experimental fiction

Experimental Fiction

A genre consisting of defying the literary norms and conventions established by traditional realist works within literature’s principles.
The writers of this genre focus on using innovative storytelling techniques that are playful, bizarre, risky, controversial, or sometimes even incomprehensible.
When the lines between protagonist and antagonist blur and it becomes difficult to define who is who or the hero and anti-hero both waver in terms of morality, you’re obviously experimenting away from traditional fiction. For instance, you may write a story with a main character that has no recoverable qualities – a villain rather than a charming protagonist.

The genre tropes are also challenged, often in unexpected ways. We, readers, expect tragedies to have unhappy cathartic endings; works of crime fiction to end with solving the mystery whereas romance stories will lead us to a happy-loving ending. Instead of writing a crime novel where the mystery is finally solved, you would pile the reader with more loose ends. A tragedy may suddenly include traces of comedy.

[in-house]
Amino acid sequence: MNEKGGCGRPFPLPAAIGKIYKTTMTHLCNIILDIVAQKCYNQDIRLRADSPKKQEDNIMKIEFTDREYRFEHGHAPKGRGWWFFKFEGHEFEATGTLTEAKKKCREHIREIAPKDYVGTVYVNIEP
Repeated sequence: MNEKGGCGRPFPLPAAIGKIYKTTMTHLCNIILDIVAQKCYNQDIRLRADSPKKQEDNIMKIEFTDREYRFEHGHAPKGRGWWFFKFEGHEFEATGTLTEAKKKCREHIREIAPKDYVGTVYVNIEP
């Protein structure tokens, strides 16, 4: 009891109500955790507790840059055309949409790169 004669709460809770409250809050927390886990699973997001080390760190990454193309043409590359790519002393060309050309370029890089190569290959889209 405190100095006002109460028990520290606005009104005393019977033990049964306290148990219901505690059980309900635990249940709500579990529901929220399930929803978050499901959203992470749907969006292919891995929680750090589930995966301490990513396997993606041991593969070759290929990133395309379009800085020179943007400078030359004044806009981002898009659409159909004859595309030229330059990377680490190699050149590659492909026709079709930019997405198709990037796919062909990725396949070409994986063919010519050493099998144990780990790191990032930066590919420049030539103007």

An innocent love story might turn to something sinister and dark, or a police murder mystery may become progressively obscure and creepy. The possibilities are endless!

Traditional plots have a linear structure: exposition, internal/external conflict, rising action, climax, falling action, and resolution, all of which can be restrictive to experimental writers. Exactly what Aristotle advocated: the plots should be structured logically and in a manner that follows a beginning, middle, and end.
In experimental fiction, you can break the chronological order of plotlines to produce non-linear and unexpected stories. That said, you may start at the end of your narrative and move backward in time to narrate and explain to the readers the inciting event that led to that particular end.

It is indeed quite complex to establish the techniques and tropes of a genre that adheres to the lack of all of the above. Hence, it is easier to describe what experimental fiction attempts not to be rather than what it actually is.
However, one thing is sure with experimental fiction: readers are kept hyper-aware of how the words are presented on the page, the meanings ascribed to them, and the structuring of the overall story.
The genre is undeniably, intellectually challenging as it constantly clashes with the readers’ expectations, making them incomprehensible, frustrating, and even unsettling.